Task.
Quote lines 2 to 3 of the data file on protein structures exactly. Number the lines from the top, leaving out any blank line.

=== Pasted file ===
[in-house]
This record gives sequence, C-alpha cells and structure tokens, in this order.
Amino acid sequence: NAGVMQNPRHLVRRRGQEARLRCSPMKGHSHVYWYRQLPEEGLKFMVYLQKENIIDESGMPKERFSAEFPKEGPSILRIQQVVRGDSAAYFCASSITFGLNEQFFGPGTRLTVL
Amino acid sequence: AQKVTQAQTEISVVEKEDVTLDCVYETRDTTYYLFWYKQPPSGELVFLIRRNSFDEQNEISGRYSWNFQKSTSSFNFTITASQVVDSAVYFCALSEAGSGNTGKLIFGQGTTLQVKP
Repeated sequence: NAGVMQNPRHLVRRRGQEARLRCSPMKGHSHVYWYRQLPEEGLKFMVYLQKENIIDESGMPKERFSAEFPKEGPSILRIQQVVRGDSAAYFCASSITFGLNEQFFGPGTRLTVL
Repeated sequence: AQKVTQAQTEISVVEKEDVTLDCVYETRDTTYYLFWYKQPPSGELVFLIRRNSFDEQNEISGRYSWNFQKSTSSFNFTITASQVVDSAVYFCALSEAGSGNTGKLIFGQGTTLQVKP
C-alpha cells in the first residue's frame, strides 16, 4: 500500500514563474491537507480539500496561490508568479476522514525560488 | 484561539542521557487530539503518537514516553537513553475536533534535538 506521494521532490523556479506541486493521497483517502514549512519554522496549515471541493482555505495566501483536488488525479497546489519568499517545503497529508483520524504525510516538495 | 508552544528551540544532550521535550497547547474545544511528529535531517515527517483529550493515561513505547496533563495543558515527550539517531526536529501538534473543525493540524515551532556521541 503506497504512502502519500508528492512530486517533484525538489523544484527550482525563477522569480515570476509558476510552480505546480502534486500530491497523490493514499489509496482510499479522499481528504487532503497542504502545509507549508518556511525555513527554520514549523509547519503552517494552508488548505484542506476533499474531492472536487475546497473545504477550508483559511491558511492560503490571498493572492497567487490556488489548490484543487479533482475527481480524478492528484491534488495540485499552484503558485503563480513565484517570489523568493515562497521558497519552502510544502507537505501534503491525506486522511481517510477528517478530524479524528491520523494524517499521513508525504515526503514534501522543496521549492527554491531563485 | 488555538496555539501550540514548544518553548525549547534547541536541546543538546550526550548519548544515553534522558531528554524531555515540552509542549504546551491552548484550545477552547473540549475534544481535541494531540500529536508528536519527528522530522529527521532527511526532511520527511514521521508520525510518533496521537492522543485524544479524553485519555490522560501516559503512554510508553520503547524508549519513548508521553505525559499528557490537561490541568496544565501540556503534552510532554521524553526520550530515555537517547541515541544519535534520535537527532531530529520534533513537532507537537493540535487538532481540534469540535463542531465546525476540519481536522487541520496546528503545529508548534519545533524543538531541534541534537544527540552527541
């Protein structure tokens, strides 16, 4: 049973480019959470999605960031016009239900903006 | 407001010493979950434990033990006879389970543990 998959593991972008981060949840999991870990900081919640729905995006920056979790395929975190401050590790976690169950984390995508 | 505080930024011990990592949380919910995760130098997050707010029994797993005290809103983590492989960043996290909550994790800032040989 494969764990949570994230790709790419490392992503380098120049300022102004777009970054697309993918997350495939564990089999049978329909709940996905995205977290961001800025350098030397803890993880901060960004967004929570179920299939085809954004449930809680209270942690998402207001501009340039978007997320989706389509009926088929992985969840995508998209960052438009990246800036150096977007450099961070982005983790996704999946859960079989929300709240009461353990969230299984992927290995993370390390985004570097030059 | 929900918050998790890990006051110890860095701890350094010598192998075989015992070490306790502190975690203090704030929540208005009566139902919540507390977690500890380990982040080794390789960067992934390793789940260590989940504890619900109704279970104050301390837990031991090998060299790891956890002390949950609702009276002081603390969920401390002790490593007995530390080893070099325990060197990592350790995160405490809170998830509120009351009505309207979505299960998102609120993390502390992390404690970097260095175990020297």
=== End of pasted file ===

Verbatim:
This record gives sequence, C-alpha cells and structure tokens, in this order.
Amino acid sequence: NAGVMQNPRHLVRRRGQEARLRCSPMKGHSHVYWYRQLPEEGLKFMVYLQKENIIDESGMPKERFSAEFPKEGPSILRIQQVVRGDSAAYFCASSITFGLNEQFFGPGTRLTVL